Chapter 13. Free Clinics and the Uninsured: The Increasing Demands of Chronic Illness
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Despite the economic prosperity of the 1990s, the number of uninsured indi-viduals and families in the United States has continued to increase. In 1998, approximately 44 million Americans younger than 65 lacked health insurance.ï The traditional safety net providers for the uninsured have been community health centers, public hospitals, academic health centers, and private practitioners willing to treat patients for reduced or no fees. Volunteer free clinics emerged in ...
Chapter 14. Missed Opportunities for Patient Education and Social Worker Consultation at the Arbor Free Clinic
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A staggering 43.6 million Americans were uninsured in 2002, according to the United States Census Bureau.ï Uninsured patients frequently rely on free clinics for health care because they are oft en unable to use other clinics in their communities. Physician contact, patient education materials, and social worker consultation are among the important health care opportunities that free clinics off er. The limited availability of volunteer staff and donated medical supplies oft en ...
Chapter 15. Adapting the Chronic Care Model to Treat Chronic Illness at a Free Medical Clinic
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In 2000, an estimated 38 million nonel der ly adults in the United States were without health insurance.ï The literature suggests a high chronic disease burden among uninsured and minority populations and a greater degree of morbidity and mortality compared with their insured counterparts.ïºâ ï¼ Increasingly, in re-sponse, free clinics have developed across the United States to provide health care to the uninsured.ï½,ï¾ Eff ective models of care delivery must be explored to ensure ...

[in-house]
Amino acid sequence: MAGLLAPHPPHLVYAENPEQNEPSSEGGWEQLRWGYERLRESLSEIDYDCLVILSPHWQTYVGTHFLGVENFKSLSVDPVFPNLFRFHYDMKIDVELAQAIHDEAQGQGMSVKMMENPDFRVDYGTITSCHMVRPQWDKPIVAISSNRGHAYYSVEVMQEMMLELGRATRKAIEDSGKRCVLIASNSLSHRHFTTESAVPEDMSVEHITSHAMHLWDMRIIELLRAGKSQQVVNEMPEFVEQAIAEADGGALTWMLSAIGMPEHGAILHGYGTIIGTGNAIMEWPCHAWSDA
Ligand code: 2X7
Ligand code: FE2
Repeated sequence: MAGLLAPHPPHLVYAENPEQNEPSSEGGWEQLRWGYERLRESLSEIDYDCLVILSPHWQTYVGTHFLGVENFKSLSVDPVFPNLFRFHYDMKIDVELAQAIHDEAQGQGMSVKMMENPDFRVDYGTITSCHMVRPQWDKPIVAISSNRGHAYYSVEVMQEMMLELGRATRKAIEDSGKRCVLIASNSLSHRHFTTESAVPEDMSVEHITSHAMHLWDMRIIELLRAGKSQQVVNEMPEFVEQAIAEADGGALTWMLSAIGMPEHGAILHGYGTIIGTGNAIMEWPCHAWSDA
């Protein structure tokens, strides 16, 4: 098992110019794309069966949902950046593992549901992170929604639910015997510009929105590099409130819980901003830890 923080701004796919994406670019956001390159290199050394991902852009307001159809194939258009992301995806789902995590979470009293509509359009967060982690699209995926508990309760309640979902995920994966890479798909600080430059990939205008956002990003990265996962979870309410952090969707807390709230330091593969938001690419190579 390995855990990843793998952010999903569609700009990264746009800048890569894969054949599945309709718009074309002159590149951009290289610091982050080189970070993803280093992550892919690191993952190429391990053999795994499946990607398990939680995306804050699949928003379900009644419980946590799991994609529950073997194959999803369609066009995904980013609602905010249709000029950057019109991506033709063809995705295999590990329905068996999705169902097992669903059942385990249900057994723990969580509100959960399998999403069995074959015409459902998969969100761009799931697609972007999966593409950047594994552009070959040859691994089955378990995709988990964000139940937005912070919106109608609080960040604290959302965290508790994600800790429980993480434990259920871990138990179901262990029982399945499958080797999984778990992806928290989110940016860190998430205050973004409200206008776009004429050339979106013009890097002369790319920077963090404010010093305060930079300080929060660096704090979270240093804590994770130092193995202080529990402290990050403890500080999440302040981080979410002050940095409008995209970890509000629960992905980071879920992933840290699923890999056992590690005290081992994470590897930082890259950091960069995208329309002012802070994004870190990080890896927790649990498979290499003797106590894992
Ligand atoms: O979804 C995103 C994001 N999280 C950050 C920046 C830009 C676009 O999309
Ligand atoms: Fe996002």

Chapter 16. Medical Respite Care for Homeless People: A Growing National Phenomenon
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Homeless people experience health problems, especially chronic medical ill-ness, with much greater prevalence than those who are housed, and they suf-fer mortality rates three to four times higher than those of the general popula-tion.ï,ïº Lack of housing also creates major obstacles to obtaining necessary medical ser vices and adhering to treatment. Studies have consistently shown that homeless people rely heavily upon hospitals and emergency departments to address their ...
Part II: Student-Run Clinics
Chapter 17. Balancing Service and Education: Ethical Management of Student-Run Clinics
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In a cramped hallway of a cash- strapped student- run clinic at a homeless shelter, six medical students interview patients with minimal provisions for privacy. Se-nior students tutor fi rst- year students on how to present to the faculty preceptor and write a progress note. The volunteer faculty member supervises the care of 20 pa-tients during the three- hour session. The patients feel comforted by the studentsâ This eve ning, there are 5 patients with severe per sis tent asthma, all treated with ...
Chapter 18. Quality of Diabetes Care at a Student-Run Free Clinic
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Approximately 17% of the 8.5 million Americans with diabetes lack health in-surance, and many suff er the consequences of poor access to health care.ï A signifi cant proportion of these uninsured patients receive care at free clinics sup-ported by various community organizations; these include a growing number of student- run free clinics emerging from medical schools across the nation over the past de cade.ïº While improved glycemic control, reduced blood pressure and cho-...
Chapter 19. Students Who Participate in a Student-Run Free Health Clinic Need Education about Access to Care Issues
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Student- run clinics contribute to the health care safety net and provide care for a signifi cant, although small, portion of the uninsured, seeing more than 36,000 visits annually.ï,ïº However, student- run clinics oft en have important limi-tations, such as diffi culty with continuity, labwork, radiological studies, and free medications. Patients at student- run clinics appear to be sicker than the general population, with higher rates of diabetes, asthma, hypertension, and psychiatric ...